An L-1 is a short-term visa that may be an appropriate choice for you if you work for a multinational company and are willing to enter the USA as an intracompany transferee. Congress created the L-1 visa in 1970, in order to allow employers to more efficiently transfer professionals within their companies from countries abroad to the United States.
The USCIS may award these nonimmigrant visas to executives, managers, or those with specialized knowledge. If you are interested in applying to USCIS for an L-1 nonimmigrant visa, it may be prudent to consult with a skilled immigration attorney who is familiar with this type of intracompany transfer.
Two Kinds of L-1 Visas
Noncitizens who work for multinational businesses may qualify for either an L-1A or an L-1B visa.
Executives or managers who have been working continuously for a company with multinational offices for at least one of the past three years may be eligible to receive an L-1A visa. The USCIS defines an executive as someone who has the authority to “make decisions of wide latitude without much oversight.” A qualifying manager should be in a role in which they supervise professionals, control at least a department of an organization, or manage an essential function of the business at a high level.
An L-1B visa may be a viable option for a professional with specialized knowledge relating to the interests of the multinational organization. In general, the USCIS may consider a foreign professional for an L-1B intracompany transfer if they possess advanced knowledge of the company’s processes and procedures or other interests that are applicable to international markets. With this type of visa, the holder may also be able to enter the United States to establish a U.S. office if they meet the criteria to do so.
Qualifying for an L-1 Intracompany Transfer Visa
In order to establish eligibility with the USCIS for either an L-1A or an L-1B intracompany transfer visa, both the organization and the professional must meet certain requirements.
Qualifying as a Multinational Employer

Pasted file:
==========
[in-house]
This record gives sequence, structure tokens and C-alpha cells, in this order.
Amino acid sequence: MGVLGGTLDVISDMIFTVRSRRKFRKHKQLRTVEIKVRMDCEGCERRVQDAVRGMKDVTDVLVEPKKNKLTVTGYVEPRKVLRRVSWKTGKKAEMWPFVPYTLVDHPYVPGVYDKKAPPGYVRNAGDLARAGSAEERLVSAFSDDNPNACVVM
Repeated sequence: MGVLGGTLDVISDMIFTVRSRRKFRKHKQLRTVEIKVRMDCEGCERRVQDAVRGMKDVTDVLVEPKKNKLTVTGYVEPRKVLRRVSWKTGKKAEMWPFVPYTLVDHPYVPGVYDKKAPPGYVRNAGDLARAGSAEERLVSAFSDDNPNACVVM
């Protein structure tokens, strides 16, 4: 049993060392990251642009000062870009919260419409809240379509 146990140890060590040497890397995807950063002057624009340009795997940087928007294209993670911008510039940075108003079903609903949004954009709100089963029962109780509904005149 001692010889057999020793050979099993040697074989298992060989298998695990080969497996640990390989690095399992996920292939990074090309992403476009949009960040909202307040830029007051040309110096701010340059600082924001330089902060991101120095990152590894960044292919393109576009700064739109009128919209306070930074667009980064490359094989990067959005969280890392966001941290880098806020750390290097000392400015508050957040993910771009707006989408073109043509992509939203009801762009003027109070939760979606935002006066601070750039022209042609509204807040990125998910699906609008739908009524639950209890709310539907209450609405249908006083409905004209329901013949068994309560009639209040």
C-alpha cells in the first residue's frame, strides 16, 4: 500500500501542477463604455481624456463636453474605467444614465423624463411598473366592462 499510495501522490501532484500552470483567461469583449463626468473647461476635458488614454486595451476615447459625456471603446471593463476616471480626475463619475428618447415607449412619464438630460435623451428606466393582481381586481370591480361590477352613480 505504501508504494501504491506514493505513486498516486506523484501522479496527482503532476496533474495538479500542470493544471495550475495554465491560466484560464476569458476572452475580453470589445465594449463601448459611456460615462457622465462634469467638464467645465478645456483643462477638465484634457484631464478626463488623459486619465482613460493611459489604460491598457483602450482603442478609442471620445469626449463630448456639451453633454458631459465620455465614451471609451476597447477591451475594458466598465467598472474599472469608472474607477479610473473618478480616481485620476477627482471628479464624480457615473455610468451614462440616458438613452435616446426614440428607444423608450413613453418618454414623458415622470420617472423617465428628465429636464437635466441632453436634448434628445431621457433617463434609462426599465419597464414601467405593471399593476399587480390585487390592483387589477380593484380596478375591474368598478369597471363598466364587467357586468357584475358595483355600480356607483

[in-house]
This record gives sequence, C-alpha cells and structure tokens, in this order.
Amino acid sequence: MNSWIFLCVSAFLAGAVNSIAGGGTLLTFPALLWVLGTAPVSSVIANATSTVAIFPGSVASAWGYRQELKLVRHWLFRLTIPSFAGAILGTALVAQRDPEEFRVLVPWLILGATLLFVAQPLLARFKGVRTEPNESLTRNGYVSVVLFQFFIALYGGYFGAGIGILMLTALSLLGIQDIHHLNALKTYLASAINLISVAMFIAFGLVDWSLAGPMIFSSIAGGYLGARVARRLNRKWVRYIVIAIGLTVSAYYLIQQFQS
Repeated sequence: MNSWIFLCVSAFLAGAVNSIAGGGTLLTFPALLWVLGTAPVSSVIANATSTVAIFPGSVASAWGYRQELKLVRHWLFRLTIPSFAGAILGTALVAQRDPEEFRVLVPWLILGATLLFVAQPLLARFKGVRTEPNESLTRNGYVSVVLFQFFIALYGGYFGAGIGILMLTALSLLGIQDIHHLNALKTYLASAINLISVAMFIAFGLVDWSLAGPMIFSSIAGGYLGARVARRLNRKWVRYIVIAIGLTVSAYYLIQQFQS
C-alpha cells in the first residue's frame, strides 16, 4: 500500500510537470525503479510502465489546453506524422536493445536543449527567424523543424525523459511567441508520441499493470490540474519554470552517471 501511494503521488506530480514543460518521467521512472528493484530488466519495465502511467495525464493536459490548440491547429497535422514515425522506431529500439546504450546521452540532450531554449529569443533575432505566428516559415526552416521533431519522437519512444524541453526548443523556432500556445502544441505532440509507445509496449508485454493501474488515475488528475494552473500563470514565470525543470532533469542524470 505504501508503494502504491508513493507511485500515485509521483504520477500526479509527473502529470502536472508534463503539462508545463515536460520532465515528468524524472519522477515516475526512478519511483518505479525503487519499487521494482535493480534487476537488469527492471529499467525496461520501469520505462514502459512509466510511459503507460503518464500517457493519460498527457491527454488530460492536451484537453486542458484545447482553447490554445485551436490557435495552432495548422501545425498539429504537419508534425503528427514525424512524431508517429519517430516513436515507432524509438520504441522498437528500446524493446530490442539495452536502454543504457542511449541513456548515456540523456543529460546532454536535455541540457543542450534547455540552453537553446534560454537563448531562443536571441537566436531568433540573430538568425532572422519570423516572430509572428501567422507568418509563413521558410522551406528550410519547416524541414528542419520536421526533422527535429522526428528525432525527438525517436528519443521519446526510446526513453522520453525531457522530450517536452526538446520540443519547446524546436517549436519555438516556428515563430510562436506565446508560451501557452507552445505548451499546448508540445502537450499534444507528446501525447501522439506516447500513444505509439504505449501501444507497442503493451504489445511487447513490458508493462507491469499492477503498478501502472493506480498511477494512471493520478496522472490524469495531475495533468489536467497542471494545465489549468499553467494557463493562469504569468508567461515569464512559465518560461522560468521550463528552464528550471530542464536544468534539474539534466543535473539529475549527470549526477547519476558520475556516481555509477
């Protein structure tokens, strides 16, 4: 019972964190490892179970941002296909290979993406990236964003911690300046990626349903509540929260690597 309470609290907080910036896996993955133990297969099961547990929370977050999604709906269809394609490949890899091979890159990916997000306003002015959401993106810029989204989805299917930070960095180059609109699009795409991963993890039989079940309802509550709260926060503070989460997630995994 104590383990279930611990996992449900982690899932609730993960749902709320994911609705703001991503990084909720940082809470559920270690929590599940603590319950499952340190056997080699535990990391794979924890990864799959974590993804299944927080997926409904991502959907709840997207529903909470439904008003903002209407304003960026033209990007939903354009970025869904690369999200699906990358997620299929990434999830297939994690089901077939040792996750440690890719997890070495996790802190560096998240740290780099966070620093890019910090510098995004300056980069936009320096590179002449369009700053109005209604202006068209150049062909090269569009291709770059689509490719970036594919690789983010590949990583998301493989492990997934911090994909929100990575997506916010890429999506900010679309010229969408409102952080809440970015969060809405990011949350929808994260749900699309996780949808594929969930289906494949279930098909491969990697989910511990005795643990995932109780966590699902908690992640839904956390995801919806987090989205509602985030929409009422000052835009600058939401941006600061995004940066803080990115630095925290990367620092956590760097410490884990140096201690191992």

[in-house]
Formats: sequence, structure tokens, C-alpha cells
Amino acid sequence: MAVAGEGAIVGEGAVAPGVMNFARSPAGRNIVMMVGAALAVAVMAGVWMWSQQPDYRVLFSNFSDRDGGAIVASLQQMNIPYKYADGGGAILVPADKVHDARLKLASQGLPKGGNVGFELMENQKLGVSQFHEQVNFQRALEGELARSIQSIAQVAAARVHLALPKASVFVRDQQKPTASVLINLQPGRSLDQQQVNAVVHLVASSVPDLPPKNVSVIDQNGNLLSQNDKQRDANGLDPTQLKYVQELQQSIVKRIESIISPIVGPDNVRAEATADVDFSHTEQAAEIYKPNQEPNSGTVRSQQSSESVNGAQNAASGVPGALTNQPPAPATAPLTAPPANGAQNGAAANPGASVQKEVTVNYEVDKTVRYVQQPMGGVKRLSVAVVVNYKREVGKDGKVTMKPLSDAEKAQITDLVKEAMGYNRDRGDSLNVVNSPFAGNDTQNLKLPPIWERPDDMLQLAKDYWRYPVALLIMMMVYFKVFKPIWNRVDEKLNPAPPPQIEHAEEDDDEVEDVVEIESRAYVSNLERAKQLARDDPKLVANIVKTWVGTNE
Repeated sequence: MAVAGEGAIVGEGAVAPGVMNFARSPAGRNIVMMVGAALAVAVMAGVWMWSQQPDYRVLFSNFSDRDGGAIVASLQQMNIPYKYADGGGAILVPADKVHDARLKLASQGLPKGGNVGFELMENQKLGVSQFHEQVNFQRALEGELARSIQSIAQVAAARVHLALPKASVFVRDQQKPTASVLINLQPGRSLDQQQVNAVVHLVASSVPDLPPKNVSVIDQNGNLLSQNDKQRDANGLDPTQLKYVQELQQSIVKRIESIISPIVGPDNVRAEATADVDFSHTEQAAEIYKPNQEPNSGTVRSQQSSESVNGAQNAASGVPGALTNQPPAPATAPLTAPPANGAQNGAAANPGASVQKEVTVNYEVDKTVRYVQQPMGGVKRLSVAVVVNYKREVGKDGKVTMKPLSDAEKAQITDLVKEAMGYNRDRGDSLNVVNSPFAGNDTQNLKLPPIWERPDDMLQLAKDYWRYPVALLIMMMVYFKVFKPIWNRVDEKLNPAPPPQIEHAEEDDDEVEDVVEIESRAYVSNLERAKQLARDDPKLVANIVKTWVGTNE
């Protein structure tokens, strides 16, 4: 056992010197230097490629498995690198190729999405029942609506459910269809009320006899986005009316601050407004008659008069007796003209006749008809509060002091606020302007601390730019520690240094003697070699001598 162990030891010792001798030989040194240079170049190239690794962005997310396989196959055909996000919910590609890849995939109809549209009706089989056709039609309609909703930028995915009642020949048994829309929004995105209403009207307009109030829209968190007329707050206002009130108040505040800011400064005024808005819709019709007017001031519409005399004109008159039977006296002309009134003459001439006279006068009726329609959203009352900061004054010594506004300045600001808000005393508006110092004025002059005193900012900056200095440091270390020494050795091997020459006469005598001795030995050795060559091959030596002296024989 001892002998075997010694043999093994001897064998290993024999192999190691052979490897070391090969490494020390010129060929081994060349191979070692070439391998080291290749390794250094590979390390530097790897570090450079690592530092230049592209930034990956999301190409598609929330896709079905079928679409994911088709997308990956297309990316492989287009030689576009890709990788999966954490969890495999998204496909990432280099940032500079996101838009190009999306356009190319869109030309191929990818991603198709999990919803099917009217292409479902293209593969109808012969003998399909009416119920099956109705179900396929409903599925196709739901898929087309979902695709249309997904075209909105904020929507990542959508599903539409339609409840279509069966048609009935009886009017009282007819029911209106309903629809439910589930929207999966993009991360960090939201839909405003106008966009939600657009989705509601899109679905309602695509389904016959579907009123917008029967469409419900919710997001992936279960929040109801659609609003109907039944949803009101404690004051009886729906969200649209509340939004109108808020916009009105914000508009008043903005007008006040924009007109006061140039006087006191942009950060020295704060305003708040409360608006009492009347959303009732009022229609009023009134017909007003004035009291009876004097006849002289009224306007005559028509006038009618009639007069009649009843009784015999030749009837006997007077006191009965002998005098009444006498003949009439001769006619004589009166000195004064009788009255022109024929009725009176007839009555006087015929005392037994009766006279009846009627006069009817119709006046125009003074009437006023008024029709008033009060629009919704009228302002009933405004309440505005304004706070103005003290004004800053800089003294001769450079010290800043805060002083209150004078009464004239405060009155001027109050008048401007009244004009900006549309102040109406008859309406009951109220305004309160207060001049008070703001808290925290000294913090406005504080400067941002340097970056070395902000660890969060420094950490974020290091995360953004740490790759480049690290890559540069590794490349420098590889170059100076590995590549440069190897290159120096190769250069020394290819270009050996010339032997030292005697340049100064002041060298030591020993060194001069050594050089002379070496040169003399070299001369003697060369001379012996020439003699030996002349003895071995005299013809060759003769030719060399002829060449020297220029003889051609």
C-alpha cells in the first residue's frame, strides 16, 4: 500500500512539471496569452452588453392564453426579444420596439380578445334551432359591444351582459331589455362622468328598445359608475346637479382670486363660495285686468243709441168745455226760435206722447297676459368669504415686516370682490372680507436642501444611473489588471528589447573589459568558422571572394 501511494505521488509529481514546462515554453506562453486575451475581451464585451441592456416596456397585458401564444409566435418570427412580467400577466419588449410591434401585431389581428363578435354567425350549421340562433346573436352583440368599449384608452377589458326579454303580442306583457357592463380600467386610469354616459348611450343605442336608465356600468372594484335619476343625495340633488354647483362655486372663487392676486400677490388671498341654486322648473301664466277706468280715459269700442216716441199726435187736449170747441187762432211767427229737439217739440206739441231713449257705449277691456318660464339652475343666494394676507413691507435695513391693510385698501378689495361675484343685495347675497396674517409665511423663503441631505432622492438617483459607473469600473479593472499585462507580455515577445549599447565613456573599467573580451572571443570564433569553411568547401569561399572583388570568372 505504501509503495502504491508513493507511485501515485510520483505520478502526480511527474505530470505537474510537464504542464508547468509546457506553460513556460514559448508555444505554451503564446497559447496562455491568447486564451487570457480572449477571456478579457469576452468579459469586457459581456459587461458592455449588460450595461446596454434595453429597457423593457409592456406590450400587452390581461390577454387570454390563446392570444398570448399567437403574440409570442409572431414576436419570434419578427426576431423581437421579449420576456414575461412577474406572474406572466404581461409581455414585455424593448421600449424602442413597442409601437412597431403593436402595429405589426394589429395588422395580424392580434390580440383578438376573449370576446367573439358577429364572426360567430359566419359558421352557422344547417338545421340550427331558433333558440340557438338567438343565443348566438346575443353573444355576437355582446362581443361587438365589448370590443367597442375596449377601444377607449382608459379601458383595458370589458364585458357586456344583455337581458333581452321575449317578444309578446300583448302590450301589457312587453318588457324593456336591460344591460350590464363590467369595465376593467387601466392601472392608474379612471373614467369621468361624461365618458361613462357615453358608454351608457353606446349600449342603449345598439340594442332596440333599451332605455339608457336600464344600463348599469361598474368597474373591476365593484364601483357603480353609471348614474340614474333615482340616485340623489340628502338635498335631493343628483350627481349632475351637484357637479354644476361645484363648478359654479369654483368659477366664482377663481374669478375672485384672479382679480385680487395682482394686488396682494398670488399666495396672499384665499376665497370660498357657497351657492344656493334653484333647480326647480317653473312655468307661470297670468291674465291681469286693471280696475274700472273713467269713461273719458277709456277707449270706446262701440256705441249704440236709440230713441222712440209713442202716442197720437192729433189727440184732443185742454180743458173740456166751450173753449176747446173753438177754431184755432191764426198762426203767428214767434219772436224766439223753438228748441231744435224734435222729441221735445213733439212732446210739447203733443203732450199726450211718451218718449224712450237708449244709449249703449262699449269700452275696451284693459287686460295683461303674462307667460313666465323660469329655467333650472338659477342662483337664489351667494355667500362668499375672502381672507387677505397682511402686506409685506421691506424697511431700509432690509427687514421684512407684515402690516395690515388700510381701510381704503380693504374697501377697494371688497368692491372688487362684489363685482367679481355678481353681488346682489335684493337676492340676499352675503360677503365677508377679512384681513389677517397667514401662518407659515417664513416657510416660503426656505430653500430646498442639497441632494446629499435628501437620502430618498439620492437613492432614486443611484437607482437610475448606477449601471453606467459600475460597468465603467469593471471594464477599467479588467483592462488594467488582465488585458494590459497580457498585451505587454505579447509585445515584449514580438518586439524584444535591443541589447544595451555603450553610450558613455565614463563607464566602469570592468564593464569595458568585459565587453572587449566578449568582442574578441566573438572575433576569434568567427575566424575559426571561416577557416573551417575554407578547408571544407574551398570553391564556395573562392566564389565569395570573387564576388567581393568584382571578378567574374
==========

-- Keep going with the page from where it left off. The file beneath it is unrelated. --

Generally, an organization in the USA may be able to qualify as a multinational employer for L-1 visa purposes if it meets two criteria:
The L-1 visa executive, manager, or professional with specialized knowledge will need to meet several criteria. To become eligible for an L-1A or L-1B visa, the noncitizen employee should have worked continuously for a company with multinational offices for at least one of the past three years in a role that qualifies them as an L-1 executive, manager, or professional with specialized knowledge.
Benefits of Obtaining an L-1 Visa
An L-1 visa has several advantages over other types of temporary statuses. These include the following:
Going from an L-1 Visa to a Green Card
An L1 visa is a nonimmigrant, intracompany transfer for work in the United States. It is not a green card. However, an individual who obtains an L-1 visa may be able to qualify for EB-1C lawful permanent resident (LPR) status as an intercorporate green card holder.
A businessperson with EB-1C status is an intercorporate green card holder. An alternative to the EB-5 immigrant investor green card, this lawful permanent resident status may be a viable option for entrepreneurs who have established themselves in businesses abroad.
Having worked in an executive or managerial capacity in their foreign business, an entrepreneur may be able to purchase a similar business in the United States and gain a one-year L-1 visa to enter the country to develop the venture. After the U.S. branch of the company has flourished for a year or more, the entrepreneur might consider applying for a EB-1C intercorporate green card.
L-1 Visa Application Process
The L-1 visa application process starts with completing Form I-129 and submitting it with supporting evidence to USCIS. Applicants may seek the assistance of an L-1 visa attorney with assembling the documents.
The L-1 nonimmigrant transfer visa generally has an initial stay of one to three years, depending on the type of L-1 and the age and circumstances of the company. However, an L-1 visa holder may also apply to USCIS for an extension. As with the initial L-1 visa petition process, an applicant will need to complete forms and submit supporting documentation to USCIS.
L-1 Visa Blanket Petitions
Certain American companies that are engaged in commercial trade or services may be able qualify themselves as multinational companies via an L-1 visa blanket petition. If the organization has already obtained ten or more L-1 intracompany transfers for its noncitizen professionals within a year’s time or has qualifying size or assets, it could consider applying for an L1 visa blanket petition A visa lawyer who is well-versed in L-1 blanket petitions can advise foreign national professionals who believe they might qualify.